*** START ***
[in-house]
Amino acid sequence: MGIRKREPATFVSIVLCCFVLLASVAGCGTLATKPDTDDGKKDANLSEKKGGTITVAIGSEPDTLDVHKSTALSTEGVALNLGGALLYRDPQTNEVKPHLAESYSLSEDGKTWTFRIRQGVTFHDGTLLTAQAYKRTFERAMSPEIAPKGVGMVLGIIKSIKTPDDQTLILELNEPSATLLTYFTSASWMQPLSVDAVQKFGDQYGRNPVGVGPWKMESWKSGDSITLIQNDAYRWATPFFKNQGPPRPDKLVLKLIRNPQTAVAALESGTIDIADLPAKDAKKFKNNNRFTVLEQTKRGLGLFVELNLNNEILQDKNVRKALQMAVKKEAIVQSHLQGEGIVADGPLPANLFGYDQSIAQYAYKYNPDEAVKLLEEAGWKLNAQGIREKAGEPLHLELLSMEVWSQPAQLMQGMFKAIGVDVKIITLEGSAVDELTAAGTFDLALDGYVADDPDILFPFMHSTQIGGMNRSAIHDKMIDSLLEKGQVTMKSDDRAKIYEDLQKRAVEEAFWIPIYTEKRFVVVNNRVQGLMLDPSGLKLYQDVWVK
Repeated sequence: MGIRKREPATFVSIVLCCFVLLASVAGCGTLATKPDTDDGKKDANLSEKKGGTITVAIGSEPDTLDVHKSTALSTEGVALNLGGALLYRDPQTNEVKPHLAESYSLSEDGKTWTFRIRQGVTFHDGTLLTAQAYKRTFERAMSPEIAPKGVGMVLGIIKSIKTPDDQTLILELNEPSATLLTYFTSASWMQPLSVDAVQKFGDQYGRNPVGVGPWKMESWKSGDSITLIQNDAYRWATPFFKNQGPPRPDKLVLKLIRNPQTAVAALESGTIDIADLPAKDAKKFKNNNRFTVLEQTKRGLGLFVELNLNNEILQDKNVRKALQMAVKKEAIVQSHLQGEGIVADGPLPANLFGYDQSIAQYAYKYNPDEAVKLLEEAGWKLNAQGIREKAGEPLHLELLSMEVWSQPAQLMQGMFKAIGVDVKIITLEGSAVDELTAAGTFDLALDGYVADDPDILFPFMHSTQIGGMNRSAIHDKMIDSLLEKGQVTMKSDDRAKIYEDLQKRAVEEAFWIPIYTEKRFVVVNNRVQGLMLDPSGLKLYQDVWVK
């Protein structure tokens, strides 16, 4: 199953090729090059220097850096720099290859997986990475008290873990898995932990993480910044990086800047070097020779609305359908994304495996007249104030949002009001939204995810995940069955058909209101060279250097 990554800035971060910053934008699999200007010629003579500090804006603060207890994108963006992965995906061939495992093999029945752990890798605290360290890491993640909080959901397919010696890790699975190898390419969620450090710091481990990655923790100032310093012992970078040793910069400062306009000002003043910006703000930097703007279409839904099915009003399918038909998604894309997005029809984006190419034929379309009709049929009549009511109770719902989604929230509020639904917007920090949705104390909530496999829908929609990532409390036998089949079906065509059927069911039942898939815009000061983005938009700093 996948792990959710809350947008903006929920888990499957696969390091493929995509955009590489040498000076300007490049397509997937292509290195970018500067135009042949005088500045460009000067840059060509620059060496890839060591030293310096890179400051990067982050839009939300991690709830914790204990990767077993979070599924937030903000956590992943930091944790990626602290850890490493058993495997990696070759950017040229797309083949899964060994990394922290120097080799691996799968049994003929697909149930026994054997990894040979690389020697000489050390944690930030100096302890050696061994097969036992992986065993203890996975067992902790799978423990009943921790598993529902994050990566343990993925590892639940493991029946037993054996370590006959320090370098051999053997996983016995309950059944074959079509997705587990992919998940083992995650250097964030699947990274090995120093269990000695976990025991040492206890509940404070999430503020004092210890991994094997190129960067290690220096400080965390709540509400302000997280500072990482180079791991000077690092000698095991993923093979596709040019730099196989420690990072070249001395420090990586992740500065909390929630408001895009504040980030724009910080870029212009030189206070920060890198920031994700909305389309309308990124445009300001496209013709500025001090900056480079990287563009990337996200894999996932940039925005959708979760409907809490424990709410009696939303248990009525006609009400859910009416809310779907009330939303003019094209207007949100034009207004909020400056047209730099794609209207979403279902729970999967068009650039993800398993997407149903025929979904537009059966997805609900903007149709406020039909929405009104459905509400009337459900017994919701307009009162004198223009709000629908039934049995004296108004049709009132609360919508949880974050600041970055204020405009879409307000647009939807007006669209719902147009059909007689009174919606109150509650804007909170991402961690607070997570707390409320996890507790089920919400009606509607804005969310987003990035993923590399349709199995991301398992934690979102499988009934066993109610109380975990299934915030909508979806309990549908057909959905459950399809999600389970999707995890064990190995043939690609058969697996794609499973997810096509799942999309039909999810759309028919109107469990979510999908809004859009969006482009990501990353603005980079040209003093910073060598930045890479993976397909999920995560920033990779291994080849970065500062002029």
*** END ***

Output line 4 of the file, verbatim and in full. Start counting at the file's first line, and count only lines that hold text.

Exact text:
């Protein structure tokens, strides 16, 4: 199953090729090059220097850096720099290859997986990475008290873990898995932990993480910044990086800047070097020779609305359908994304495996007249104030949002009001939204995810995940069955058909209101060279250097 990554800035971060910053934008699999200007010629003579500090804006603060207890994108963006992965995906061939495992093999029945752990890798605290360290890491993640909080959901397919010696890790699975190898390419969620450090710091481990990655923790100032310093012992970078040793910069400062306009000002003043910006703000930097703007279409839904099915009003399918038909998604894309997005029809984006190419034929379309009709049929009549009511109770719902989604929230509020639904917007920090949705104390909530496999829908929609990532409390036998089949079906065509059927069911039942898939815009000061983005938009700093 996948792990959710809350947008903006929920888990499957696969390091493929995509955009590489040498000076300007490049397509997937292509290195970018500067135009042949005088500045460009000067840059060509620059060496890839060591030293310096890179400051990067982050839009939300991690709830914790204990990767077993979070599924937030903000956590992943930091944790990626602290850890490493058993495997990696070759950017040229797309083949899964060994990394922290120097080799691996799968049994003929697909149930026994054997990894040979690389020697000489050390944690930030100096302890050696061994097969036992992986065993203890996975067992902790799978423990009943921790598993529902994050990566343990993925590892639940493991029946037993054996370590006959320090370098051999053997996983016995309950059944074959079509997705587990992919998940083992995650250097964030699947990274090995120093269990000695976990025991040492206890509940404070999430503020004092210890991994094997190129960067290690220096400080965390709540509400302000997280500072990482180079791991000077690092000698095991993923093979596709040019730099196989420690990072070249001395420090990586992740500065909390929630408001895009504040980030724009910080870029212009030189206070920060890198920031994700909305389309309308990124445009300001496209013709500025001090900056480079990287563009990337996200894999996932940039925005959708979760409907809490424990709410009696939303248990009525006609009400859910009416809310779907009330939303003019094209207007949100034009207004909020400056047209730099794609209207979403279902729970999967068009650039993800398993997407149903025929979904537009059966997805609900903007149709406020039909929405009104459905509400009337459900017994919701307009009162004198223009709000629908039934049995004296108004049709009132609360919508949880974050600041970055204020405009879409307000647009939807007006669209719902147009059909007689009174919606109150509650804007909170991402961690607070997570707390409320996890507790089920919400009606509607804005969310987003990035993923590399349709199995991301398992934690979102499988009934066993109610109380975990299934915030909508979806309990549908057909959905459950399809999600389970999707995890064990190995043939690609058969697996794609499973997810096509799942999309039909999810759309028919109107469990979510999908809004859009969006482009990501990353603005980079040209003093910073060598930045890479993976397909999920995560920033990779291994080849970065500062002029």